Today we had a visit from a very important contributor, Mr. Vijaykumar Thondaman, the generous gentleman whose remarkable photography skills and passion for wildlife have furnished us with the ever-popular “Bird of the Day” series.
Sipping tea and chatting with Vijaykumar was not only an honor (in addition to being an accomplished wildlife photographer and naturalist, he is the nephew of the Late His Highness Raja Rajagopala Thondaman, the ninth and last ruler of the erstwhile Pudukottai State), but it was also an educational exploration of the feathered fauna of southern India. With a palpable passion for the subject, his ornithological knowledge is the consequence of a unique upbringing, as his father, Maharajkumar Radhakrishna Thondaman, maintained a mini zoo with blackbuck, sambar, chital, barking deer, four-horned antelope, foxes, crocodiles, pythons and wild and imported birds. More specific than his father’s captive collection was his small ornithological museum where Vijaykumar learned taxidermy at a young age. Vijaykumar grew up in the 100-acre campus of the New-Palace (the present Collectorate), which had a collection of rare trees and shrubs and wildly roaming peacocks, rabbits, partridges, quails, blackbucks and chitals, none of which exist there anymore. His love affair with wild-life, however, has been an indelible part of his life ever since.
Vijaykumar’s photographic expertise also appears to be something he acceded to. His uncle, the Maharaja, taught him about nature photography and by the age of ten he was roaming the grounds of the New-Palace with his 35 mm Braun Camera snapping photos of wildlife and insects. Interest as fervent as his, though, is not something one inherits, but something one develops. Visits from Dr. Salim Ali, father of Indian ornithology and M. Krishnan, father of Indian wildlife photography, boosted Vijaykumar’s interest in photography and conservation. Vijaykumar’s pieces have since been seen in several exhibitions and published in countless books, magazines, dailies, documentaries and other works. He has been instrumental in conservation efforts and in encouraging government involvement in preservation and conservation.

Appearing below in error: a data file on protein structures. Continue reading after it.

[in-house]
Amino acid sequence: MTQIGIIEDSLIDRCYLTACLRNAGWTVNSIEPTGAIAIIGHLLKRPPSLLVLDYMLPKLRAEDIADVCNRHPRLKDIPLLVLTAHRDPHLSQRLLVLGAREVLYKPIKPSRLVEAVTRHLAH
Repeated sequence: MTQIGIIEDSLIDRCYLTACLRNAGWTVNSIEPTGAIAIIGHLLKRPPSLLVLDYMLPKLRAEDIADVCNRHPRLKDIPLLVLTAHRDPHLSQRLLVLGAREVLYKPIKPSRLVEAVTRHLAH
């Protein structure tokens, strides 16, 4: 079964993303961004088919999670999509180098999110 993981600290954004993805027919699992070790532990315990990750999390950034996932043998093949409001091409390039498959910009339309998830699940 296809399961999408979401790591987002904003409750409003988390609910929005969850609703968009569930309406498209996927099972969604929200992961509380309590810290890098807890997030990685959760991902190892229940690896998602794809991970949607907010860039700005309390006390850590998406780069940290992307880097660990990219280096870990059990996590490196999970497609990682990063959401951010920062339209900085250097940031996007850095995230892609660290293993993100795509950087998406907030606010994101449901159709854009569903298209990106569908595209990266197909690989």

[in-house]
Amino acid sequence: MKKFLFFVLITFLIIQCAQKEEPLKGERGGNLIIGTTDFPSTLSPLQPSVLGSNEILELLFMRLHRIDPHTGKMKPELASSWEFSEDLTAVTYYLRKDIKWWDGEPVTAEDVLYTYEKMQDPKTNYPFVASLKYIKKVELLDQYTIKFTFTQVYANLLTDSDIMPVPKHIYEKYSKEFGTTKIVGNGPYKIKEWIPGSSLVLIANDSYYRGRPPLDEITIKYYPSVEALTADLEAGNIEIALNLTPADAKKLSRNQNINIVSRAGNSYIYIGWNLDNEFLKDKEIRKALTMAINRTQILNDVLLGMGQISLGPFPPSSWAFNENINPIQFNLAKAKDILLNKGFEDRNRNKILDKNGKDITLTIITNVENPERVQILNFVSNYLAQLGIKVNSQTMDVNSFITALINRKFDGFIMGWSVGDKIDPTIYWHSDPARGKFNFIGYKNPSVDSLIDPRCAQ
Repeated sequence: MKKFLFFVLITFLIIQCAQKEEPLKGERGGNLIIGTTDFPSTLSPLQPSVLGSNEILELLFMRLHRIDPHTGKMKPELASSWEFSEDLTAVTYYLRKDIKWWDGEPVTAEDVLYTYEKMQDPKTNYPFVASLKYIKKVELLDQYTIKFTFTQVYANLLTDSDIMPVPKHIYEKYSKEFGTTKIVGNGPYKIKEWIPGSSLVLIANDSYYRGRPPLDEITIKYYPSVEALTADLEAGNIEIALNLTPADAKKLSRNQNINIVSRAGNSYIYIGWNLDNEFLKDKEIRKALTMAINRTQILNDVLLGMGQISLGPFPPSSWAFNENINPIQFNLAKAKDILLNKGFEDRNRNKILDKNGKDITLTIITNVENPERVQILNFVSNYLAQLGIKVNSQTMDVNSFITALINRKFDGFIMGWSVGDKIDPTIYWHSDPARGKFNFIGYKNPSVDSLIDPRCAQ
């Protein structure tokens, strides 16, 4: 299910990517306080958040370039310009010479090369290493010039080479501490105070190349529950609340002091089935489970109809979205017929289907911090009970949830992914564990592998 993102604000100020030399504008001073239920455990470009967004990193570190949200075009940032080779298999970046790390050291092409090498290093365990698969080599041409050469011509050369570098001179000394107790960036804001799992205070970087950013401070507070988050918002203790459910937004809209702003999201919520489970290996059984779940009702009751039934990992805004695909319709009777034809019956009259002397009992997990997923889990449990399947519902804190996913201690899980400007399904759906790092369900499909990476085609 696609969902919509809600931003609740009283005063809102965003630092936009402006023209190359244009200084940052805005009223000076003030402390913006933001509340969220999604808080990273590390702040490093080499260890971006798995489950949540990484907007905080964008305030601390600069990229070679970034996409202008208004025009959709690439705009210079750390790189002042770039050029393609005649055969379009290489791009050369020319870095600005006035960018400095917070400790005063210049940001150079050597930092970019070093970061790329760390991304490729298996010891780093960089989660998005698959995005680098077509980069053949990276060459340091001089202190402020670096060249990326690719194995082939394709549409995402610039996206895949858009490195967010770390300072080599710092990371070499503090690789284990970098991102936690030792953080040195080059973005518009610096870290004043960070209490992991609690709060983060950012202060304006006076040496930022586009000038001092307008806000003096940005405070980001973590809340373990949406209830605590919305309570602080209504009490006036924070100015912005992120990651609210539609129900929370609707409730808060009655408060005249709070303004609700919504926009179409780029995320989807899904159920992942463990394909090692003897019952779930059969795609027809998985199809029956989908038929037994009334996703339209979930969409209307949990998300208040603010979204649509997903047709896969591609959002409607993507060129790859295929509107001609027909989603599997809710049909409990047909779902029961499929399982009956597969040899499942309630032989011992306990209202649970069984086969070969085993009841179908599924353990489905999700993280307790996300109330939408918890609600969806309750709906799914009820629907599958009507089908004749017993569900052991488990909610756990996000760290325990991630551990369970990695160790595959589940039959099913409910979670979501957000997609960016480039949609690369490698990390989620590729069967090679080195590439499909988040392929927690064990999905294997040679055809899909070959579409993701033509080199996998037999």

During his visit to Cardamom County, he showed us his camera, an impressive piece of machinery that had Sung (our resident photographer) in awe. He imparted some wisdom on Sung, giving tips of the trade about timing and lighting, and emphasized the importance of getting light in the birds’ eyes, without which, he says, “the photo is dead.” He says he focuses on birds as the subjects of his camera’s affection because of the challenge they give him. Jungle birds, more than water birds and other animals, are elusive and rare – after all who doesn’t love a good chase? Having grown up with such an exposure to natural and photographic resources, Mr. Thondaman insists that his best education was in fact “trial and error.”
Vijaykumar and his assistant Jayan were kind enough to assist Sung and me in identifying the species we captured some footage of. Sung’s is of an Crested Serpent Eagle, and mine is of a Racket-Tailed Drongo (and a macaque family). I’ll let you guess which is which and please keep in mind, Sung is good with a camera, and I, as you’ll see, am not. Hopefully the remarkably long, two-pronged tail of this particular bird species will make up for the dizzying camera work perpetrated in capturing it.